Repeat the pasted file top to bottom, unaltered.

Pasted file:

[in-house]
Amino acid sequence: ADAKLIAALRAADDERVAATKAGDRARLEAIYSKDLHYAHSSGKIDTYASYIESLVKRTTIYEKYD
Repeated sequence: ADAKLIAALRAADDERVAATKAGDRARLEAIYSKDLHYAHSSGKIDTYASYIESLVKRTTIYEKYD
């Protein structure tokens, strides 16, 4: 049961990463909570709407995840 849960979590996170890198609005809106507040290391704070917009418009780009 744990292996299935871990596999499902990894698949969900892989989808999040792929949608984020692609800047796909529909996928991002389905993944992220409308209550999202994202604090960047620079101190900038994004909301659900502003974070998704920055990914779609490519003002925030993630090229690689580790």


[in-house]
Amino acid sequence: ADAKLIAALRAADDERVAATKAGDRARLEAIYSKDLHYAHSSGKIDTYASYIESLVKRTTIYEKYD
Repeated sequence: ADAKLIAALRAADDERVAATKAGDRARLEAIYSKDLHYAHSSGKIDTYASYIESLVKRTTIYEKYD
């Protein structure tokens, strides 16, 4: 049961990463909570709407995840 849960979590996170890198609005809106507040290391704070917009418009780009 744990292996299935871990596999499902990894698949969900892989989808999040792929949608984020692609800047796909529909996928991002389905993944992220409308209550999202994202604090960047620079101190900038994004909301659900502003974070998704920055990914779609490519003002925030993630090229690689580790």